By the end of the first day I managed to finally see the login page in the browser. It should be mentioned that since then we have updated to
Rails 4.2.7. Not without difficulties, though.
Apart from the technical problems, there were some troubles with the management. The development process was divided between several teams, which lead to the situation where the deadline and the requirements ignore real programmers’ possibilities. A developer has time only to code. Strategic thinking phase, testing and debugging are set aside in favor of the deadline. Thus the task is finished badly tested or not tested at all. Moreover, all the old parts are never refactored. They are temporarily patched, because ‘we have no time, there are deadlines.’
Such problems are more than likely not unique, and most of you face the same stuff every now and then. The question is what we should do as developers? Or, in other words...
There are definitely two levels of problems:
- Problems on the level of company/project;
- Personal problems on the level of skills and work process and time management.
It’s certainly easier to start with yourself. The company takes a hefty dose of responsibility too, but I think that the developer should be even more concerned with his or her own self-development.
The thing is that the brain creates the pattern out of any recurring actions and it’s going to use this pattern whenever possible. That’s why mountain climbers stop exercising when they start moving inadequately because of the muscle fatigue. The programmer who has to compromise on code quality on multiple occasions, after a while will start to write dirty code by default due to the same reason.
An idea like ‘to write a quality code for myself and only finish the tasks at work’ leads to the same situation. The bad behavioral pattern will begin to form, as the amount of work time exceeds the amount of personal time anyway. That’s why we need to think of something.
I’ve found five key problems that might turn up and transform me into a code monkey. When I solve them, I master my skills, do not devolve, enjoy the process and in general stick to the plan I drew up for myself changing from PHP to Ruby. That’s how I do it.
A lot of time is usually spent on searching for the information, trying to understand what a project is and how it works. You might think that after getting acquainted with the project, you will get rid of the problem. But that’s mostly an exception. Examining the code of some stranger and unfamiliar project is very common.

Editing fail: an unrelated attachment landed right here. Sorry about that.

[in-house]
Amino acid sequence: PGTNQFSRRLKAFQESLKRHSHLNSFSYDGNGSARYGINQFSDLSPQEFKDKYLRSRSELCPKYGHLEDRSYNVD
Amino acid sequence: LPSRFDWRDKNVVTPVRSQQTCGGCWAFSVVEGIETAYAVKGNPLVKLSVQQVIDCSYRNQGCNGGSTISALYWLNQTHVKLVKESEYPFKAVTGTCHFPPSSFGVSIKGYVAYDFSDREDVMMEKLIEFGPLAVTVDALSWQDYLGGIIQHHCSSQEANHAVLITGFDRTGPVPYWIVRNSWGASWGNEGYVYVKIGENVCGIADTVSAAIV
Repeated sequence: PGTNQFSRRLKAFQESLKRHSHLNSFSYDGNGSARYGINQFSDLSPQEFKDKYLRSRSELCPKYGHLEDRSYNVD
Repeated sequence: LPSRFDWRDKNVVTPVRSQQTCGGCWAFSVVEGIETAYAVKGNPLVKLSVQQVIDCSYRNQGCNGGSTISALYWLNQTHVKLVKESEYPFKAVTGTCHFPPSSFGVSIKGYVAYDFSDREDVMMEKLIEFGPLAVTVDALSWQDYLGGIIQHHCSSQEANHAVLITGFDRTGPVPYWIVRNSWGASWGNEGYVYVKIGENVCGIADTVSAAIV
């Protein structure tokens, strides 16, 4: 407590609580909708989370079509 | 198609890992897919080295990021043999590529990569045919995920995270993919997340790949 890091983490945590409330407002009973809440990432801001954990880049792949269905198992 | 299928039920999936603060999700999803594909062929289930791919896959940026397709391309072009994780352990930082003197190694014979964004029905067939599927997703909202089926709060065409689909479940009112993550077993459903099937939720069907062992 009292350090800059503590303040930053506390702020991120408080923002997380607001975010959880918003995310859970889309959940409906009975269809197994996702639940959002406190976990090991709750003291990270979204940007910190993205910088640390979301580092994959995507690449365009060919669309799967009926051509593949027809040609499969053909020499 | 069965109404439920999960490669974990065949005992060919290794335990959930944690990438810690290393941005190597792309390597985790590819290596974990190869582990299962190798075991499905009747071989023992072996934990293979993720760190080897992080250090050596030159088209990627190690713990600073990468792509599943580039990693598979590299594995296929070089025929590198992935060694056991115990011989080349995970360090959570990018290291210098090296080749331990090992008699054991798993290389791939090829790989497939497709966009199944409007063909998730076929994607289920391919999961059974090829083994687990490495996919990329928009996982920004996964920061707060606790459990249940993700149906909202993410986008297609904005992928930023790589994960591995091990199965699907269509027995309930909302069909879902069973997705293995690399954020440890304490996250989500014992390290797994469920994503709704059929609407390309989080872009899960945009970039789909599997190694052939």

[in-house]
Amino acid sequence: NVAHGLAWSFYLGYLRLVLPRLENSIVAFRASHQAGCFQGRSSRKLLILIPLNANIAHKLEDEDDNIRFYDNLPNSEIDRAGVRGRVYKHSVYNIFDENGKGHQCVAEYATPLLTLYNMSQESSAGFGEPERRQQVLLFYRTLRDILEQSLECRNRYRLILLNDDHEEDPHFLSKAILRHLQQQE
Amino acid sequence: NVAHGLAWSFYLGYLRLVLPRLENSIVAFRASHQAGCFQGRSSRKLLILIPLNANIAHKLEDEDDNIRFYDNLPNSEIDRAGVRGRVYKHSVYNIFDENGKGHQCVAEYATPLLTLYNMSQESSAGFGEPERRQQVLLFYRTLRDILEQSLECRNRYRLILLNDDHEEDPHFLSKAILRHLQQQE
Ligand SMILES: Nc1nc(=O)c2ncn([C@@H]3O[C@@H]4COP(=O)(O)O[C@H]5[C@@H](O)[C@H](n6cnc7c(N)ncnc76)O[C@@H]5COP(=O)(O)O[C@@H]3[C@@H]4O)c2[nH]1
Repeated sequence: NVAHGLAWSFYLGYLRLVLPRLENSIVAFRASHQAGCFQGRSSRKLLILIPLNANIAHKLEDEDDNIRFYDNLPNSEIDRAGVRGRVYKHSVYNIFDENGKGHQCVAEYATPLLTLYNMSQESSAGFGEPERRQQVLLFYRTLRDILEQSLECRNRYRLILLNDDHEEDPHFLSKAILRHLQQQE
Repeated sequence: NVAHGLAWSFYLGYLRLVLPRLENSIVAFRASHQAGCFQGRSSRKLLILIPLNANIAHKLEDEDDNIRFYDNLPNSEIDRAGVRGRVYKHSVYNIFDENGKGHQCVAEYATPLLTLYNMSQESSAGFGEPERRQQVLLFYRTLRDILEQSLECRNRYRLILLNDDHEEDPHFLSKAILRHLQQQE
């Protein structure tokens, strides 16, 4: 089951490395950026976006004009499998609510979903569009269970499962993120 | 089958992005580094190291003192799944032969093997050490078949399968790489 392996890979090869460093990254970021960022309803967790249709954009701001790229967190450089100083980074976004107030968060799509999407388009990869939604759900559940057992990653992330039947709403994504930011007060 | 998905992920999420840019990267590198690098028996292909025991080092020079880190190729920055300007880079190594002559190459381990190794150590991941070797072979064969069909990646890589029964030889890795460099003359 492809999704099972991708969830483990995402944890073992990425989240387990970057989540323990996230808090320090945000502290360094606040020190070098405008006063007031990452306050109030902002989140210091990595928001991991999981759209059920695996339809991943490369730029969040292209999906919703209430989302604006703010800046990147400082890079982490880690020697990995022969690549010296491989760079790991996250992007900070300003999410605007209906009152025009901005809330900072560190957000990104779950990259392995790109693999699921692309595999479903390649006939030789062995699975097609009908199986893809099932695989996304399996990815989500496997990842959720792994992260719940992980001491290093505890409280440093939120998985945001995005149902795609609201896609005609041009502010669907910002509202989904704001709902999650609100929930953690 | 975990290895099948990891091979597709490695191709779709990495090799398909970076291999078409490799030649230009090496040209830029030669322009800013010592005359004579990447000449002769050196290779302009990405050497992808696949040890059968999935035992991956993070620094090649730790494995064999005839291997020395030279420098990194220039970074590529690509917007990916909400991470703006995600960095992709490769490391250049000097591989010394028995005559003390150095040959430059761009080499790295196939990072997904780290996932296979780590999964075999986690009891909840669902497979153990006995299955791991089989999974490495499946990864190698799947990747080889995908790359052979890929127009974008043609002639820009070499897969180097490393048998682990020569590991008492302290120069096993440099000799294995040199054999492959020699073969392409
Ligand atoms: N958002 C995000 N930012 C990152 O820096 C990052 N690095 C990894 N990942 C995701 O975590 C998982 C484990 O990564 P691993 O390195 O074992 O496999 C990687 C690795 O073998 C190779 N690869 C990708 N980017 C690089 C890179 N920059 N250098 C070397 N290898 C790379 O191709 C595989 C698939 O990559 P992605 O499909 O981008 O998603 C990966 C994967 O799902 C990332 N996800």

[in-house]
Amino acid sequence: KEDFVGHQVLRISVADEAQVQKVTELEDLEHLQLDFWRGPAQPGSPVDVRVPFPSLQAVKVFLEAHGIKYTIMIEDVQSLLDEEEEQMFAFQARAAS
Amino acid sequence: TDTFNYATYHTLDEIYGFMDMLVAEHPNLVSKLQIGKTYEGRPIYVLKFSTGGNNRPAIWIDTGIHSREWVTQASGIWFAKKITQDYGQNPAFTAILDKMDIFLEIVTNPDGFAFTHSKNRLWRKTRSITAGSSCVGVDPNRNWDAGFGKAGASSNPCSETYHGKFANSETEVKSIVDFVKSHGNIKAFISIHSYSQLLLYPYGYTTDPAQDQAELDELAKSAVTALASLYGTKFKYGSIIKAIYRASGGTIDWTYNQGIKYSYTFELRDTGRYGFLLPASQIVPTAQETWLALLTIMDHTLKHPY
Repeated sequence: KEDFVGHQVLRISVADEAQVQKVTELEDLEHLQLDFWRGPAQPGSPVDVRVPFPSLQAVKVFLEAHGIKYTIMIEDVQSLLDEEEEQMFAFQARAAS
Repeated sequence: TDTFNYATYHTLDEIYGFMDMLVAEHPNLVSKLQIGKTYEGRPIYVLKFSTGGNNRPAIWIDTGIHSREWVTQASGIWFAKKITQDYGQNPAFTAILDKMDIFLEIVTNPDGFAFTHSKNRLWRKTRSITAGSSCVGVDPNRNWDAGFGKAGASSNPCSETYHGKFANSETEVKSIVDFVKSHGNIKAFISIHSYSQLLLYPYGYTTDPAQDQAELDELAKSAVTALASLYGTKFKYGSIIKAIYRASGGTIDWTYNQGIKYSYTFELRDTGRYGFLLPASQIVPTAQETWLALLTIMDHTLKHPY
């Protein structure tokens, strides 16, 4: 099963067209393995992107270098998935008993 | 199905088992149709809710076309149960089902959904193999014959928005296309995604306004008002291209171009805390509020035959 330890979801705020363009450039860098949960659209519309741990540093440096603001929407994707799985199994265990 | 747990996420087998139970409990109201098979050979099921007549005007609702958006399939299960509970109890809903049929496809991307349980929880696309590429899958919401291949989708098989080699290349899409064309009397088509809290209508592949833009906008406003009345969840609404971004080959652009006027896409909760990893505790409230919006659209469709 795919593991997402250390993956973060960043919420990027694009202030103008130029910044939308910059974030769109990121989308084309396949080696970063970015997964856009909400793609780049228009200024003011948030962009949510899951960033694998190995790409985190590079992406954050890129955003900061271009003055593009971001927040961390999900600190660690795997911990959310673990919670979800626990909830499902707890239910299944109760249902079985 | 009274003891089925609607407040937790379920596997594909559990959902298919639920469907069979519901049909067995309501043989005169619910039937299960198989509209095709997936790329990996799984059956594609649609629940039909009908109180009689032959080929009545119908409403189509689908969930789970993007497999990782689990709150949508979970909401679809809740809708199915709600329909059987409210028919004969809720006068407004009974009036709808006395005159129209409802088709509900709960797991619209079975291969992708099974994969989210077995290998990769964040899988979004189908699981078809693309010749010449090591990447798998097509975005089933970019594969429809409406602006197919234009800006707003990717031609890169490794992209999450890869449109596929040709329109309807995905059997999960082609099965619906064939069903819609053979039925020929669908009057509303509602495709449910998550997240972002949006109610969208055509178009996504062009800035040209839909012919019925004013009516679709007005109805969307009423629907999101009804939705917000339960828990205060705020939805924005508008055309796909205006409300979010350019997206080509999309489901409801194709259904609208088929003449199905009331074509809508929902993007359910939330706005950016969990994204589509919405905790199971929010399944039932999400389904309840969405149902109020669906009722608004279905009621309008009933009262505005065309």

So first and foremost I more or less explore the subject field. That helps to know the base terms I will definitely come across with in every task. Then I search for the matches with the entities (such as models and tables in databases) for the very same terms. And then I can analyze the entities and look for any connections between them.
The second phase is the moment when I receive a specific task. First of all I ask the manager or the tester to show me where it is in the interface. It’s possible to find all needed code parts there. If I have problems with understanding what’s going on in the code, I consult the ones who have been working with the project for a while.
Even if the client pushes the date of the deadline, testing is highly needed for development and time should be provided for it while evaluating the tasks. Even if the employer says something like “You need to write not the tests but bugless code”, I don’t listen to them but write tests. When I estimate the time for completing the task at hand, I also provide some time for testing. I just don’t say that this time also includes testing time. This is easier :)
Sometimes some requirements are mentioned only at the development stage. Moreover, there’s a huge gap between how the interface looks and how it actually works. If the manager doesn’t realize how big this gap is, he either sets impossible tasks or gets nuts why ‘that tiny thing took so long.’ It’s really annoying for me.
So to prevent some explanations and rewritings, it’s better to clarify everything during the task evaluation process. Along with that I also check if all the materials are ready before the task, despite the fact that it’s not the part of my job. I think that it’s better to make everything clear than to be the one to blame later. This is particularly true when the task is not completed on time, because we are waiting for some interfaces or texts.
It’s often done at the very end of the deadline. And in case of any identified problems, you have to make everything over in a rush. Furthermore you have no opportunity to discuss the decision made.
I solve this problem in a rather crude way. I ask for a code review for every part I pushed to PR. Thus, when there’s a deadline, I can be sure that everything is checked and I shouldn’t rewrite anything.
Here I mean that my working process is more about enduring than development. There’s no comprehensible mentorship. When I solve small problems, I learn to put the patches and work by analogy (actually, using the analogy is a usual practice, but only if you have a quality example in front of you.)
This issue might be solved on the level of the company. For instance, you can raise the question to your employer or find a job where the professional development of the workers is more important. But none of it has happened yet for me, so I solve everything on my own.